MARTIN: Well, yeah, on the topic of FSCS, I guess shameless plug, at PensionBee, the way we structure our investments, they’re life-wrapped policies, and so they benefit from 100% protection. If the financial institution that holds an investment, so with us, it’s either BlackRock, State Street, or Legal & General. Honestly, if one of those goes under, there are big problems in the world.

PHILIPPA: Yes, globally.

MARTIN: That said, customers’ funds are protected up to 100%. Now, it’s important to note that when we say safe in inverted commas or safer, it doesn’t mean that money can’t fluctuate. And if markets do drop, the money will drop. So, customers aren’t protected from that, but they’re protected from those institutions defaulting or going bankrupt.

PHILIPPA: Yeah. So, these are all significant. I mean, it takes a while to save the money. You don’t want to lose it, do you? If things go badly. What about Cash ISAs?

HOLLY: That’s the whole point of a Cash ISA, I think, is - I love ISAs. They’re like Tupperware pots. You stick your money in, and the taxman can’t get his hands on what’s inside that pot.

PHILIPPA: So, this isn’t a jam jar?

HOLLY: It’s not a jam jar. God, you can [with] tell my food analogies [that] I’m feeling a bit greedy today! They’re in that pot. This is really important because the tax take for all of us is going up and up and up - and is just going to keep going up. So, ISAs are awesome. But, spoiler alert, we also get a certain amount of money every year we can earn in interest and not pay tax on, whether it’s in an ISA or not.

PHILIPPA: And that’s currently?

HOLLY: That’s the Personal Savings Allowance. It depends on how much tax you pay. If you’re a higher rate taxpayer, you can earn £500 a year in interest before you pay any tax on it. If you’re a basic rate taxpayer -

PHILIPPA: Which is most of us.

HOLLY: Yeah, you can earn £1,000 a year in interest. For me, the smart move, I think, is to look at your first lump sum of money, any cash savings, and go for the good rates. And quite often, those are not in Cash ISAs. But just make sure that the interest you earn on that every year isn’t going to go above that Personal Savings Allowance. So, £500 if you’re a higher rate taxpayer or £1,000 if you’re a basic rate taxpayer.

PHILIPPA: That’s a lot of interest, isn’t it? Most people aren’t going to be getting that much interest on their savings. So, they’re not going to be paying any tax regardless.

HOLLY: And with current interest rates as they are, to give you an idea, if you’re a basic rate taxpayer, that would be about £20,000 in a savings account. That would generate about £1,000 a year. So, it’s quite generous. So, for me, Cash ISAs aren’t quite as shiny as they once were because we’ve got that Personal Savings Allowance.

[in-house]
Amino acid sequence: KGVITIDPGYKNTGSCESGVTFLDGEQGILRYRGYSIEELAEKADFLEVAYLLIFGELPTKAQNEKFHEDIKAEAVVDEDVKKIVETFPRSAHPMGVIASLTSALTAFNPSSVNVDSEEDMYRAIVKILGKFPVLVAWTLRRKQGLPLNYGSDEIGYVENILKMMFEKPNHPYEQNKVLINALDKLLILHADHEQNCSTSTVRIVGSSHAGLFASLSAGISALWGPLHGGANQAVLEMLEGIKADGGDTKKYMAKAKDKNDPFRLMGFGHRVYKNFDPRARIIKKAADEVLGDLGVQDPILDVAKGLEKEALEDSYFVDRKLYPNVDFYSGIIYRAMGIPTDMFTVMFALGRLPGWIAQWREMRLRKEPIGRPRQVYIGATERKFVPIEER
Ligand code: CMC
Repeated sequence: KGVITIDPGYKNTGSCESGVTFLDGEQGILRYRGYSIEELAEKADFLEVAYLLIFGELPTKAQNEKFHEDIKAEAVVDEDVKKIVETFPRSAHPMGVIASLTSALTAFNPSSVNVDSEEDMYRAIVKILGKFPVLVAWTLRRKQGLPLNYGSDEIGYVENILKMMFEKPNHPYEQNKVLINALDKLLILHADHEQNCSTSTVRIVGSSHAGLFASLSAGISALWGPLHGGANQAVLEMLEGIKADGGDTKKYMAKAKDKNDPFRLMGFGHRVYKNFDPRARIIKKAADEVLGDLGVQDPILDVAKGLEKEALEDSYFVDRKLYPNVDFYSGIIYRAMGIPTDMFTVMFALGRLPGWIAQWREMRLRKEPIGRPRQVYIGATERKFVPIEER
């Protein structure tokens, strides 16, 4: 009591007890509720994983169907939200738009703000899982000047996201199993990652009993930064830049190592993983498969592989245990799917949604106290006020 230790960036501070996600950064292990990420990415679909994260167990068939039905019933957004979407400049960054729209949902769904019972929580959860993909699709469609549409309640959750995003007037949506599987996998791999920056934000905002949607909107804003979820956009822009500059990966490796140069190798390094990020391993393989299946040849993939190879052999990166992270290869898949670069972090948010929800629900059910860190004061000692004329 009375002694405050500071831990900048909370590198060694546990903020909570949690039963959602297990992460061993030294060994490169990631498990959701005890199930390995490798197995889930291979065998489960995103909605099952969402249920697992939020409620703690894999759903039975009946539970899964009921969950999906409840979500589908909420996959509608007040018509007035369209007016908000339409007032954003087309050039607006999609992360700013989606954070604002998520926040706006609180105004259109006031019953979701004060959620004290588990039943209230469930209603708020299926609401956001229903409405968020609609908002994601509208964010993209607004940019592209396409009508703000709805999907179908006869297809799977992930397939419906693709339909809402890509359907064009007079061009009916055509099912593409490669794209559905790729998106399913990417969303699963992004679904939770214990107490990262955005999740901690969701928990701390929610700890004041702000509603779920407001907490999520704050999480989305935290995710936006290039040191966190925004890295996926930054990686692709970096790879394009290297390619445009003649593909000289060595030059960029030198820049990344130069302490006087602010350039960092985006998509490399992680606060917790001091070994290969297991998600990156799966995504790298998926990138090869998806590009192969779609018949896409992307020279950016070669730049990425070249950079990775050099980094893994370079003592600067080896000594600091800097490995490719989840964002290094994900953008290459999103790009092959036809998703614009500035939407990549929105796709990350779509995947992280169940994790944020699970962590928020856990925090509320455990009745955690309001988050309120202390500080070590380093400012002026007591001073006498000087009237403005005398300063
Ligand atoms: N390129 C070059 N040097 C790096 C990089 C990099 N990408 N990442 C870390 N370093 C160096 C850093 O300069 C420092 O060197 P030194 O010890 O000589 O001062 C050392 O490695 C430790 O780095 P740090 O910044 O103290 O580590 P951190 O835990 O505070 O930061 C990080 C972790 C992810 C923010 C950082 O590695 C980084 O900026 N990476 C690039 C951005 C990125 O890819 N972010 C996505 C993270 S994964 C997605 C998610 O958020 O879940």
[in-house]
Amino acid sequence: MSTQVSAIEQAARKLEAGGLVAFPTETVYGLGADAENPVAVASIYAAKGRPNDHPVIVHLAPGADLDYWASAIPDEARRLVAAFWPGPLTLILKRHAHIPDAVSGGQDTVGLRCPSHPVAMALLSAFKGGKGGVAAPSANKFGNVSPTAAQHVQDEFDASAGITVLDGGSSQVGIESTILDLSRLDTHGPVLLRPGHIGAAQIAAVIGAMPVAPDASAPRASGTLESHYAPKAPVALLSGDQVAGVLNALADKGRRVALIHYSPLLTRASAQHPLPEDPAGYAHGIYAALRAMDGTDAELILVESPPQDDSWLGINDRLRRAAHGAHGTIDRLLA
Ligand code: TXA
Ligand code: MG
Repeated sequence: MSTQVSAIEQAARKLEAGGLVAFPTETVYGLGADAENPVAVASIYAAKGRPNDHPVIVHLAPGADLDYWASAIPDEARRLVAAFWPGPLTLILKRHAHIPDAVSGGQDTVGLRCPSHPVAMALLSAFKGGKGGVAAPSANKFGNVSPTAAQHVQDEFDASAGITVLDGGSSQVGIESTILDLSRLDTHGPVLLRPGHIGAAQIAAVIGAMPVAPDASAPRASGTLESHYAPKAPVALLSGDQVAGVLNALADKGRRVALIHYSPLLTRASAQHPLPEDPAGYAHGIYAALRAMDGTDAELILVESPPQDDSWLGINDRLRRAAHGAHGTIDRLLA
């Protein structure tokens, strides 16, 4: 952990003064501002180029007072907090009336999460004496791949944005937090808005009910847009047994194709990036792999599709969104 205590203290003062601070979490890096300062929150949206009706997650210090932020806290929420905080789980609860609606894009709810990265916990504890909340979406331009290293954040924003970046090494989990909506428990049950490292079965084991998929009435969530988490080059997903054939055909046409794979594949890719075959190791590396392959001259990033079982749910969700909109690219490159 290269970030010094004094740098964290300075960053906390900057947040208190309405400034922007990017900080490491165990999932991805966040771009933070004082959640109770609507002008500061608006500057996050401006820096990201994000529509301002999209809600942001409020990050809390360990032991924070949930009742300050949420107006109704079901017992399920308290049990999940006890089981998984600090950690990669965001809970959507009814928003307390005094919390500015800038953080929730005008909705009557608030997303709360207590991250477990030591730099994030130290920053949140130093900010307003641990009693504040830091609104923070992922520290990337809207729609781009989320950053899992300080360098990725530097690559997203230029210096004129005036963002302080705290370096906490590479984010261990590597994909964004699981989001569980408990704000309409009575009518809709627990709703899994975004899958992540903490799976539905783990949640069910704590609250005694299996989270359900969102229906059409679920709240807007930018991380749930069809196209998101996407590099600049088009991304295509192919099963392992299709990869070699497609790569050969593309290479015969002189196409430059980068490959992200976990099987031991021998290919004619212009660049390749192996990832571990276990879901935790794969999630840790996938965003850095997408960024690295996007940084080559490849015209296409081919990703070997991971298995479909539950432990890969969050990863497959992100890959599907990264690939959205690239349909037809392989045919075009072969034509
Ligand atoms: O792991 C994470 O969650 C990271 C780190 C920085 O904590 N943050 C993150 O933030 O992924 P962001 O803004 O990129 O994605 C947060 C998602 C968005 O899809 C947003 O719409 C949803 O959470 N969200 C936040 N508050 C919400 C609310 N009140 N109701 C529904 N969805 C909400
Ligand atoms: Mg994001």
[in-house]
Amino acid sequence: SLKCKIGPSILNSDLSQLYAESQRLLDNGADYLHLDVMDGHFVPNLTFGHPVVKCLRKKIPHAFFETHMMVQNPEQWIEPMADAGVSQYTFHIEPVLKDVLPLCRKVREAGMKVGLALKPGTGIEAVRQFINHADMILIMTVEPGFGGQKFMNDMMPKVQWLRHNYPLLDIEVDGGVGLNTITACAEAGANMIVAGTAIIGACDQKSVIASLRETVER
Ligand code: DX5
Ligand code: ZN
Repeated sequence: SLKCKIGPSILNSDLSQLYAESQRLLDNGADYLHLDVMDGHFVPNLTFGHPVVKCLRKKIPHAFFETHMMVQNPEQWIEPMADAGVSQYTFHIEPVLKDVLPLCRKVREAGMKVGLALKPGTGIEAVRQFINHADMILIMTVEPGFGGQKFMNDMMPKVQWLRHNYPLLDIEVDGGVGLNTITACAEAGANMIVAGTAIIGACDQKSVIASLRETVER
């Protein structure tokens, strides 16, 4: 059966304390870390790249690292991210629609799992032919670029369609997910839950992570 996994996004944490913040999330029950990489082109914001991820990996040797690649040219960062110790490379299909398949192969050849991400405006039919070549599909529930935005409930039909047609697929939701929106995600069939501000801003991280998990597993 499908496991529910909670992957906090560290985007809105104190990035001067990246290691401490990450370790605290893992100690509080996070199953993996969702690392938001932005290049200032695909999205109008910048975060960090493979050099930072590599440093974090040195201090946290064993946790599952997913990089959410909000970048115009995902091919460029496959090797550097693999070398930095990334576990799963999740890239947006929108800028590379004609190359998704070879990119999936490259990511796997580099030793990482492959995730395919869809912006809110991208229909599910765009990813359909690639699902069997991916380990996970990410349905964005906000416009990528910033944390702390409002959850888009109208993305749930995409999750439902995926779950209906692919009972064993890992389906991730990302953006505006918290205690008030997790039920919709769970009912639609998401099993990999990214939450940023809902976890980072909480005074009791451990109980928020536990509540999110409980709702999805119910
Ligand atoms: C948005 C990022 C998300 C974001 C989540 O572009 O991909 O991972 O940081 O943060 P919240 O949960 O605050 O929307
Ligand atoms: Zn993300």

PHILIPPA: Interesting. What’s your take on that?

MARTIN: Yeah, I agree. I think if you’re going to take advantage of ISA allowances and the benefits that come with them, Stocks and Shares ISA, because that way you’ve got risk on. You’ve got your money working for you. Investing in stocks and shares in that ISA, generally speaking, markets will outpace inflation and interest.

PHILIPPA: Over the long-term.

MARTIN: Over the long-term. Then the benefits of not paying tax on that gain is better than not paying tax on the interest gain. Like you say, Holly, you could save that money somewhere else in a savings account that’s not in an ISA and still get the benefits of not having to pay tax on it.

Small steps to save for your future

PHILIPPA: We’re back to the jam jar idea. But this is starting to sound like a plan, isn’t it? However small the sums are, and it’s important to say that, I think, because we’ve [had] these conversations. I think a lot of people listen to it and think, all I’m talking about is maybe I could save it would be £50 a month. Why are we even having this conversation? But actually, it’s still worth thinking about that.

HOLLY: £50 a month? Yeah, it can be huge. I started working in finance in Australia, ages ago, aeons ago, and pensions were compulsory, and my employer set it up for me and they paid in, it was probably about $40 a month. And I remember at the time going, “well, that’ll buy me loads, won’t it?” And then I moved back over to the UK, forgot it was there and then tidied it up a few years ago to bring it over. And I was like, “oh my God”. Because we talk about compounding quite a lot. Here’s another analogy for me. I think it’s like building a snowman. And you start off with a tiny little ball of snow and you roll it around your garden forever, and you think, blimey, I’m going to be here all day. And then just towards the end, the bigger the snowball gets, the quicker it grows. And the same is true of our money. So, I’d say to people, even if you start a pension and you put in £10 a month, it doesn’t matter. It’s just the first step is getting started. And it does grow, that snowman does kick in.